Tough trade.

Mon, 12/28/2009 - 16:39 | 176158 Anonymous
Anonymous's picture

Wow! Great call!

You mean the 3 month might increase from .044 or the 30 year from 4.69?

Gutsy one to go all out on the edge there.

Mon, 12/28/2009 - 16:41 | 176162 phaesed
phaesed's picture

What amazes me is how fervently people are advocating higher interest rates which is right in line with what the Bankers want.

You do realize higher interest rates mean higher interest costs, tons of profits for the banks who are shorting short-term t-bills (even as they have to purchase them to maintain higher asset reserves), higher tax rates to pay for the higher interest costs (let's be real, the chances of us paying down this debt in this century is near zip - and this century just started), not to mention that the indirect bidder methodology was changed this year or the idea that sentiment is always wrong at the turning points or even the fact that all the bankers are on vacation in the Hamptons spending their year end bonuses funded by the taxpayer.

*shrug*

Oh... CNBC will be right back with a piece on higher interest rates on Treasuries.... what perfect timing (as if they don't repeat that mantra all day every day in their "unbiased" Banker dictated approved topic list).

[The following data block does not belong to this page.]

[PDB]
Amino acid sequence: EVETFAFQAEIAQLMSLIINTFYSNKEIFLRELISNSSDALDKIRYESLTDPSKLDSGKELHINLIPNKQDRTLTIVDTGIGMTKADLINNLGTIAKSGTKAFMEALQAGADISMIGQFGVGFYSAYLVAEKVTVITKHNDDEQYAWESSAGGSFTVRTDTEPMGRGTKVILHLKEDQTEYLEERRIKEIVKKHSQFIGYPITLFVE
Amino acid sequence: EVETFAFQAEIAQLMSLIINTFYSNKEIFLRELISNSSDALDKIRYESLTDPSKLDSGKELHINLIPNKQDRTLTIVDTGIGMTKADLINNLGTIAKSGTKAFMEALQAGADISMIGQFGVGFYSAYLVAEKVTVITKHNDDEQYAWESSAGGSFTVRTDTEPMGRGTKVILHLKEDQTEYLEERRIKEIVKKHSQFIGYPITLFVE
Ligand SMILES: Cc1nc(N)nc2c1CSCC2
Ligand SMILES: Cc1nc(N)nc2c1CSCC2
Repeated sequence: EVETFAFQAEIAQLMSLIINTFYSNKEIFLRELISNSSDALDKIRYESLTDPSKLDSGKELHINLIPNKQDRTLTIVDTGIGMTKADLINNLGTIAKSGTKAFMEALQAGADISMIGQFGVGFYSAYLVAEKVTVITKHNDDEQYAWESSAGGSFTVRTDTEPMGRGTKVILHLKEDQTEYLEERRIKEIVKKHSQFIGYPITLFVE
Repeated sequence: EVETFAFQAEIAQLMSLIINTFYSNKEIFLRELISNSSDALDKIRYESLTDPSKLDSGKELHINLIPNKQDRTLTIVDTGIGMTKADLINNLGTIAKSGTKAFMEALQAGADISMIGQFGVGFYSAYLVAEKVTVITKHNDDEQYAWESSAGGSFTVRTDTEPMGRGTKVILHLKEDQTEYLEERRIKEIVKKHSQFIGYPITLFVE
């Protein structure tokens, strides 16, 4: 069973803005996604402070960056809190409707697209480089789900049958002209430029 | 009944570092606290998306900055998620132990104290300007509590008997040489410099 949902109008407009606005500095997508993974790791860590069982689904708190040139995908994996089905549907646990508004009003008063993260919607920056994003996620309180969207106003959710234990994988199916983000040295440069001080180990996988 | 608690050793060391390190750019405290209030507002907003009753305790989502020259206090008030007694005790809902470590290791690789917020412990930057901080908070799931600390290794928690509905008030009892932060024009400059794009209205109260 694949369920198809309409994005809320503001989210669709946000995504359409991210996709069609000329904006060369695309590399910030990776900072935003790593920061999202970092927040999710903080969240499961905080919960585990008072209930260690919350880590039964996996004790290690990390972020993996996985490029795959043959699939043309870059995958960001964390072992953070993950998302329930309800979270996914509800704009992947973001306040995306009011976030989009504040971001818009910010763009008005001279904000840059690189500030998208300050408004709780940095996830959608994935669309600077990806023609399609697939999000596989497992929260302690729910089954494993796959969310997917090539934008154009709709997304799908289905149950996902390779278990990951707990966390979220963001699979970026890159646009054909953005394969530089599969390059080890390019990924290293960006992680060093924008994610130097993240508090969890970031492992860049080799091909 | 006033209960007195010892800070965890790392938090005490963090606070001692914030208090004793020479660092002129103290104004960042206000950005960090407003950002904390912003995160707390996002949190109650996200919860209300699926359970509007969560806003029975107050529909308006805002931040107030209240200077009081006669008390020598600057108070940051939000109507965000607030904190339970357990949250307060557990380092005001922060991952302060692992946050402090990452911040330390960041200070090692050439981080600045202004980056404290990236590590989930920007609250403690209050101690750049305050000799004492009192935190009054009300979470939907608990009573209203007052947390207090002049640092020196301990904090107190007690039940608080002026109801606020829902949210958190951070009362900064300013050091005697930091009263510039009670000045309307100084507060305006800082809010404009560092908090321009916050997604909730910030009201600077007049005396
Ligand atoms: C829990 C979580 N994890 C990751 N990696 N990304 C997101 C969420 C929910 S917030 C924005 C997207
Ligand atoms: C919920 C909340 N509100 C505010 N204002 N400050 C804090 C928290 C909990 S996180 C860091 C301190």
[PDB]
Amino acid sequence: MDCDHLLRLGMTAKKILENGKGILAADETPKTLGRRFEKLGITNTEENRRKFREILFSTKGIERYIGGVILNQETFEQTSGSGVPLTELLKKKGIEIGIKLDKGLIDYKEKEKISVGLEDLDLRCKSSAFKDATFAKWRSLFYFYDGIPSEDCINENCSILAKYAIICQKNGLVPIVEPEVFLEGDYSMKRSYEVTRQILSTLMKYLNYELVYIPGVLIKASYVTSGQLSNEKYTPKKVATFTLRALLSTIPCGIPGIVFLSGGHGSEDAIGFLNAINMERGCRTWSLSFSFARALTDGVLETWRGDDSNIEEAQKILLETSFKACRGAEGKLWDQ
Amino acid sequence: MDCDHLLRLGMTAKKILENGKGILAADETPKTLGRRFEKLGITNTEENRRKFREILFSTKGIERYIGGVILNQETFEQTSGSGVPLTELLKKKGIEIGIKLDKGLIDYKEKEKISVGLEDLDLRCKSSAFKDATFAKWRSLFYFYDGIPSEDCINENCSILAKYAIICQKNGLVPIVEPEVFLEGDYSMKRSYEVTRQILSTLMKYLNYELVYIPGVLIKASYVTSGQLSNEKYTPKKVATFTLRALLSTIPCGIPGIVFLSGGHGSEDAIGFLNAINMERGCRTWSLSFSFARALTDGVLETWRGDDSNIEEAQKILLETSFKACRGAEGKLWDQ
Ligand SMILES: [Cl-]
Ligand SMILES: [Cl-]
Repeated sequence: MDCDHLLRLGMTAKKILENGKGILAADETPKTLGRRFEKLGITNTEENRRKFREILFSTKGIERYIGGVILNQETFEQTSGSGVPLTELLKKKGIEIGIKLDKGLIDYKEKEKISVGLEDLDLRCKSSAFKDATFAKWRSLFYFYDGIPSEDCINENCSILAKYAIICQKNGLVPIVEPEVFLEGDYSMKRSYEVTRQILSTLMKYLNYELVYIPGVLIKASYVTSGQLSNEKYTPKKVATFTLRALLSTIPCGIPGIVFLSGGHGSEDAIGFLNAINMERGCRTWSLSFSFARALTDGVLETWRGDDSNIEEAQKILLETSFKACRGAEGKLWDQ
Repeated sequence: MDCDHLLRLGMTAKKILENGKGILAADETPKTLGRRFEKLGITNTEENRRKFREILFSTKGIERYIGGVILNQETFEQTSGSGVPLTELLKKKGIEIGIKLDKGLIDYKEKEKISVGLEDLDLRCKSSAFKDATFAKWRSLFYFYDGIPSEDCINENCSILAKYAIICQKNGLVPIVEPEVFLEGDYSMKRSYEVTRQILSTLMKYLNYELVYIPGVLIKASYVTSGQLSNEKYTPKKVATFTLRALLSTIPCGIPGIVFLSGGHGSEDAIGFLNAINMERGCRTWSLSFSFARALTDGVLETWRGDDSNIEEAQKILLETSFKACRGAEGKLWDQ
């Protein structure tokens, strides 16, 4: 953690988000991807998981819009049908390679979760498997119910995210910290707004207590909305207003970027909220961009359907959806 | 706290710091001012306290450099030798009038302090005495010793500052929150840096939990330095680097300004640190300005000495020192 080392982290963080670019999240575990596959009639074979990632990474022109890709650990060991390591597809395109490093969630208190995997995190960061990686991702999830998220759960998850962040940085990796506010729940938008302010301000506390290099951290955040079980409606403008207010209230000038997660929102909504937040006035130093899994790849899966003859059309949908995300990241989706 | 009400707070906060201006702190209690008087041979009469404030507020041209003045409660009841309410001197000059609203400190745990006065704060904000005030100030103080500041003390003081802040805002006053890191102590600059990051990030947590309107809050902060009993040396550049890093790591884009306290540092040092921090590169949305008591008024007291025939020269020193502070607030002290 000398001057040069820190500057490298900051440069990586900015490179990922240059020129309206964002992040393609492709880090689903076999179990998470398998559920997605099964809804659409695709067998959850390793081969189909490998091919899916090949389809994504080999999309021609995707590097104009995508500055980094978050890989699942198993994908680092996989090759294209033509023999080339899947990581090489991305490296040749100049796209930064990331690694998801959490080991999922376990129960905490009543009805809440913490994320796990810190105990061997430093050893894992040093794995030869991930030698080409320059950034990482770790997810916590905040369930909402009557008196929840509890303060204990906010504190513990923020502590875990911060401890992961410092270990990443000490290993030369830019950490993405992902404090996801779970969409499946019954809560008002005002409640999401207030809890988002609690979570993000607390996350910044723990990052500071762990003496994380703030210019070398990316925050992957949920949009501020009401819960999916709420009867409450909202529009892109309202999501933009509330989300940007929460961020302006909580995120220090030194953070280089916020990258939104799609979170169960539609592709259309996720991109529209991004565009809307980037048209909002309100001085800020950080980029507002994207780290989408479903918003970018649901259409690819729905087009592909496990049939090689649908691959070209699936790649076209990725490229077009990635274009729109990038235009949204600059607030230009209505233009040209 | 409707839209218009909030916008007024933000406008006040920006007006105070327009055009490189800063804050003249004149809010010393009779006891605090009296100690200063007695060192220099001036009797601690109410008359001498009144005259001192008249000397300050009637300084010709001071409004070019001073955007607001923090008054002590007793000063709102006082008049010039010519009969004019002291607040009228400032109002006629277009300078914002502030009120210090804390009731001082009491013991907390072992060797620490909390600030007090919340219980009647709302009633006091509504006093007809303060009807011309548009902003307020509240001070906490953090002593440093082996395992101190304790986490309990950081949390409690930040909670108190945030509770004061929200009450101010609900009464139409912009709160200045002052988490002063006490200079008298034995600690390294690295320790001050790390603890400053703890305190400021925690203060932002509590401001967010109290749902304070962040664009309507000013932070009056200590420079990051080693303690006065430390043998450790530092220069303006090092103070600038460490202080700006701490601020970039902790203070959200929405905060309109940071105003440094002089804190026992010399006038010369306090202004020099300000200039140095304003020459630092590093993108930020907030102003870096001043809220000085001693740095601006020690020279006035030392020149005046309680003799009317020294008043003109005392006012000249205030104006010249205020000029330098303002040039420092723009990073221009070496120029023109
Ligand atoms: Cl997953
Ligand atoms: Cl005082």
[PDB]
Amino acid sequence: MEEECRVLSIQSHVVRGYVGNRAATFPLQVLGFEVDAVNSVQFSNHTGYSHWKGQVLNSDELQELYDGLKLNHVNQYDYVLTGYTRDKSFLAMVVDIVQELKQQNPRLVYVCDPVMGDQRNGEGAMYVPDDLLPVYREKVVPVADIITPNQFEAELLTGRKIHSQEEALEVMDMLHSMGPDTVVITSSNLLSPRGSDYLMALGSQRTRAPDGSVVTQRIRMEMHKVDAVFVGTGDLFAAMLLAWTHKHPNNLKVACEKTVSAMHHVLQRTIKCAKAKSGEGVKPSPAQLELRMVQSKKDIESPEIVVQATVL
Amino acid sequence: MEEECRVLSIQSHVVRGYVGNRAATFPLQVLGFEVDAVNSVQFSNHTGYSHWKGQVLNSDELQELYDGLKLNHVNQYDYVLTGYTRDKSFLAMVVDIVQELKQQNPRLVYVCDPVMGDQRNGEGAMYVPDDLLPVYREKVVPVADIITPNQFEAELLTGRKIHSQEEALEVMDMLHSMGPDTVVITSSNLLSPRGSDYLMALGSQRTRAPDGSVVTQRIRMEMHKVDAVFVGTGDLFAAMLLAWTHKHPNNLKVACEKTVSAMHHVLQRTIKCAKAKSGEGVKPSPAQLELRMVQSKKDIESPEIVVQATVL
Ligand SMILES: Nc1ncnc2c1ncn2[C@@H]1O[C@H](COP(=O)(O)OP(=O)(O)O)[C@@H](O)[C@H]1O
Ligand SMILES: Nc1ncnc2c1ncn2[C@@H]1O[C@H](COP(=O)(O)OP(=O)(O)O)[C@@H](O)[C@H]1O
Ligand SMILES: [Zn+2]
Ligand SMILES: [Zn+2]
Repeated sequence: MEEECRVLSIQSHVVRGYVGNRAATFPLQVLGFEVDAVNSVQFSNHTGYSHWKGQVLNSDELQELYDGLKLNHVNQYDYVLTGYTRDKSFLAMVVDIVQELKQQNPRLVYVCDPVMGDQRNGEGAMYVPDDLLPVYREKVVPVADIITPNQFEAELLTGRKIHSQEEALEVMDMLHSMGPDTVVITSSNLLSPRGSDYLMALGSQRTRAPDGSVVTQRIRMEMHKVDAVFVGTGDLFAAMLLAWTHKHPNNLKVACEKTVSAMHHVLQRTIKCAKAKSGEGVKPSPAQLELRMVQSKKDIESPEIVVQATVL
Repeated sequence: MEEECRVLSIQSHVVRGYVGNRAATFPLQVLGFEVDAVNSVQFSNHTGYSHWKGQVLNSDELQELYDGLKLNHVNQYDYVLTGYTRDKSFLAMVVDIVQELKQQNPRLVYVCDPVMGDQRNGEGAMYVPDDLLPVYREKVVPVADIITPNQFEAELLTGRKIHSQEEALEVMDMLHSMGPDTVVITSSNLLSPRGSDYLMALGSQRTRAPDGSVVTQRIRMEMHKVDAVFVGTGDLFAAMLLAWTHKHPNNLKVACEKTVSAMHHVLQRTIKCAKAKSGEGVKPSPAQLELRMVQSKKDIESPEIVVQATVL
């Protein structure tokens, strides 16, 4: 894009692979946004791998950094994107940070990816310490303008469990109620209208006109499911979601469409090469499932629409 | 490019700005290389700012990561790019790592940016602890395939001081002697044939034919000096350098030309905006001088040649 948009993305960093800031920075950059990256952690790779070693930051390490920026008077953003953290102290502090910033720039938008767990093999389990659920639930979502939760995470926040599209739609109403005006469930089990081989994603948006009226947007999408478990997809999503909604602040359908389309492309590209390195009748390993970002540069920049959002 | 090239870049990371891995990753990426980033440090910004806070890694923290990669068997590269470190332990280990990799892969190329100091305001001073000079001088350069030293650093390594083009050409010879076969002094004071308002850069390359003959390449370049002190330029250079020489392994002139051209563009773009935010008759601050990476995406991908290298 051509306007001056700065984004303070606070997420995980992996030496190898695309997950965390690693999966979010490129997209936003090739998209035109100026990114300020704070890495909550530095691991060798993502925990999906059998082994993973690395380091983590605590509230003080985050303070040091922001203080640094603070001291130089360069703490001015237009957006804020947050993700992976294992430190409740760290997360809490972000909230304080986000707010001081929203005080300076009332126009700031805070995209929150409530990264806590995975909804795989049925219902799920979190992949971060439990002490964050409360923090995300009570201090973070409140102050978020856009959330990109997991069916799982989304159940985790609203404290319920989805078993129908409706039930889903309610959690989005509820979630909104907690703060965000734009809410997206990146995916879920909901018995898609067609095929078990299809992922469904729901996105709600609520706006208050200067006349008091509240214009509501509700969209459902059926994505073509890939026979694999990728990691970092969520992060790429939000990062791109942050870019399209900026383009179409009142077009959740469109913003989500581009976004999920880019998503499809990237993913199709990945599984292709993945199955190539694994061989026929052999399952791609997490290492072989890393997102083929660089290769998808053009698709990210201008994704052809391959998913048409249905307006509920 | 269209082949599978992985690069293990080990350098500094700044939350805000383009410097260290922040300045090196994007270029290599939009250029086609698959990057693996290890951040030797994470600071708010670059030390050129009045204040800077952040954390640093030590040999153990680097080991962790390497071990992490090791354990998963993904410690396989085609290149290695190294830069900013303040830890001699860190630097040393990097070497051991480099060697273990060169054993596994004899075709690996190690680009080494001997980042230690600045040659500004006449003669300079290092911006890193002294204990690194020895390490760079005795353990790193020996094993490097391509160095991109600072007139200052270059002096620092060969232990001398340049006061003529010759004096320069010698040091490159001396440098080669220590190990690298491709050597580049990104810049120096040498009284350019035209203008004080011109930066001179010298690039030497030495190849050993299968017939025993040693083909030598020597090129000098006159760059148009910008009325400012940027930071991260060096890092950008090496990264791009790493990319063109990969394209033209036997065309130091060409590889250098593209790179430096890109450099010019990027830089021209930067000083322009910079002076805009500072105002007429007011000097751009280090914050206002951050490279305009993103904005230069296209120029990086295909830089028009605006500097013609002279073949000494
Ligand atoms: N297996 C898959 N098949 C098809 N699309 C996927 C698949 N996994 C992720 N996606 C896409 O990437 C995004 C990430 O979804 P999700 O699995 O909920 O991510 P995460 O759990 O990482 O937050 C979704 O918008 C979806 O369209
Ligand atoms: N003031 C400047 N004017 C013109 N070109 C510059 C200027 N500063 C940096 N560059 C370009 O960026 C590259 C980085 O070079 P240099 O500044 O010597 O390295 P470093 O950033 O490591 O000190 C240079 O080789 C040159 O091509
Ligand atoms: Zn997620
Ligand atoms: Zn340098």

Mon, 12/28/2009 - 16:52 | 176170 Shameful
Shameful's picture

Those of us who are savers would love higher rates.  I can't hold money in a bank, I get killed by the printing press.  By having low rates we play into the finance oligarchs hands by being forced into the global casino.  I'm not a stupid man but I feel unqualified to properly navigate the casino, so what chance does Joe Sixpack have?  The best he can to is entrust his money to a fund who will ass lance him.  Studies say he would be better served by picking randomly..so the only way to preserve wealth is to gamble?

I agree that higher interests rates mean higher carry costs on debts.  But i also maintain that the debts are bad and must be defaulted on, particularly government debts.  The USA will NEVER pay its debt legitimately, even if the USA is around for another 1000 years.  We can extend and pretend with low interest rates or we can own up and face the music now.  I would rather take the hit now and not try to carry this shell game forward and try to force it onto the children and grandchildren of the irresponsible masses.